The hall erupted in whoops and applause as Sergey Brin bounded onto the stage. Already, the audience at Google’s 2012 I/O developer conference had been treated to piecemeal company announcements about Android software improvements and search algorithm breakthroughs. What the company’s co-founder was about to show them, though, was entirely unexpected: Google’s first attempt at developing a pair of smart glasses. Brin’s attempt to demonstrate the device’s potential, however, would involve around a dozen parachutists broadcasting their jump from an airship down to the convention centre. “This can go wrong in about 500 different ways,” warned Brin.
Thankfully, Google’s first public demonstration of its smart glasses didn’t result in any high-velocity accidents. The product’s release a year later, however, proved a slow-motion disaster. Criticism from privacy advocates came thick and fast, with many claiming that the device insufficiently alerted passers-by to when they were being recorded. A public backlash ensued. One user, journalist Mat Honan, keenly observed how uncomfortable people became around the glasses. “I’m not wearing my $1,500 face computer on public transit, where there’s a good chance it might be yanked from my face,” he wrote in an essay for Wired. Two months later, another user would record this happening to her in a bar in San Francisco.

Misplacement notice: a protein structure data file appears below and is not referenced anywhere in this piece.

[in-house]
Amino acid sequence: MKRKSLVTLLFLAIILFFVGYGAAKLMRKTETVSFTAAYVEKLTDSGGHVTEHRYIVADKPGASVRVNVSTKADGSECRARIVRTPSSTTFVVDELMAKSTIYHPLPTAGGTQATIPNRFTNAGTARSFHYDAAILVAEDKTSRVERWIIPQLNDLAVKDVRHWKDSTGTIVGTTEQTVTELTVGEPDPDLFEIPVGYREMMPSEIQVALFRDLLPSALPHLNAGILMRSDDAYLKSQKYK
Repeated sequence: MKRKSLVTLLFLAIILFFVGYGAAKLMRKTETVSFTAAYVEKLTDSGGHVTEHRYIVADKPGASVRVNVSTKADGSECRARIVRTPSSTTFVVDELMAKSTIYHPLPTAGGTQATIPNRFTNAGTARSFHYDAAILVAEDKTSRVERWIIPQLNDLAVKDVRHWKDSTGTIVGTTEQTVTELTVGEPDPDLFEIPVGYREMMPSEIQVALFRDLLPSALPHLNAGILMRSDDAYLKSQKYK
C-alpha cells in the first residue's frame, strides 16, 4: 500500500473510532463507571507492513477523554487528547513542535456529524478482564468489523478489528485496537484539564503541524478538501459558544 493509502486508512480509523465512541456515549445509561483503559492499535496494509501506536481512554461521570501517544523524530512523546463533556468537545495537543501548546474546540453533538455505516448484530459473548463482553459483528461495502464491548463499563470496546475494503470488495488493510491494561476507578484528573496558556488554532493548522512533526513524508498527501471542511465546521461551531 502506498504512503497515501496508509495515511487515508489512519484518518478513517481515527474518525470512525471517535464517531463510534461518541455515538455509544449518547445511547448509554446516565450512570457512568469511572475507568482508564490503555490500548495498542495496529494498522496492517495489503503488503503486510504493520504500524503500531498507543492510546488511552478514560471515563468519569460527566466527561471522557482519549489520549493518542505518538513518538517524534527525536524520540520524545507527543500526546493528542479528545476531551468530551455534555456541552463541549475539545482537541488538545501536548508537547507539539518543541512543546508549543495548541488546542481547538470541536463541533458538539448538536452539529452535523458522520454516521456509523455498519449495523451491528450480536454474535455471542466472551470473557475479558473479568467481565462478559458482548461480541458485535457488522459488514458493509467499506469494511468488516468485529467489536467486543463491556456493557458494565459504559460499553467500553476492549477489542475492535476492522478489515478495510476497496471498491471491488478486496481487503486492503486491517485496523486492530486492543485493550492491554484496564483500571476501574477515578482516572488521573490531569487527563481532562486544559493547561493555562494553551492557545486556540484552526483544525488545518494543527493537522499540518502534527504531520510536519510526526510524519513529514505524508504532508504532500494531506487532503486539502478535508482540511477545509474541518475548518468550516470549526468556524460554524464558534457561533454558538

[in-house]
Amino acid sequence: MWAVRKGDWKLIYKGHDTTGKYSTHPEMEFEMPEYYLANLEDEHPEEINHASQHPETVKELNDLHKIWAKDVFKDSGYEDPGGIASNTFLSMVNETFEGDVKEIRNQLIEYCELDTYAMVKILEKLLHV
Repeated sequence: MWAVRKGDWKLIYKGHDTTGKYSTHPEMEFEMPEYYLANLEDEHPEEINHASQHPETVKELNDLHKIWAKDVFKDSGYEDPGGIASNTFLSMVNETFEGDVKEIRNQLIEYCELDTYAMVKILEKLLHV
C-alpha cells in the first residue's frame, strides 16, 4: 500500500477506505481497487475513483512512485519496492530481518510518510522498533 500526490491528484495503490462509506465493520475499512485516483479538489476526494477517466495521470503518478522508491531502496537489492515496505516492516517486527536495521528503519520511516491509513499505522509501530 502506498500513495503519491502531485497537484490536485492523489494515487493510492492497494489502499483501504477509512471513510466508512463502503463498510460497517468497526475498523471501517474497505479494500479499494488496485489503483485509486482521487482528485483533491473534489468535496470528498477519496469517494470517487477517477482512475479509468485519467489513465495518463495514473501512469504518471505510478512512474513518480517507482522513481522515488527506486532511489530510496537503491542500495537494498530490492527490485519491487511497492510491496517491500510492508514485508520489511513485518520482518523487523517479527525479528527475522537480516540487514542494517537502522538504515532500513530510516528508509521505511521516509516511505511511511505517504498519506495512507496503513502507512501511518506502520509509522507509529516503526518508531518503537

It could have been that the Google Glass folks just did not anticipate the privacy backlash.
Apu Kapadia, Indiana University
“It could have been that the Google Glass folks just did not anticipate the privacy backlash,” says Apu Kapadia, a computer science professor at Indiana University and an expert on smart glasses. After all, from a designer’s perspective, the fact that the product’s display above the user’s right eye is clearly on while recording should constitute enough warning for sensitive passers-by. Even so, that wasn’t something non-users were used to. “Absent that physical action of bringing a camera to your face, it was not clear that recording had started,” says Kapadia, “even though, technically, you could stare at the person and maybe figure it out.”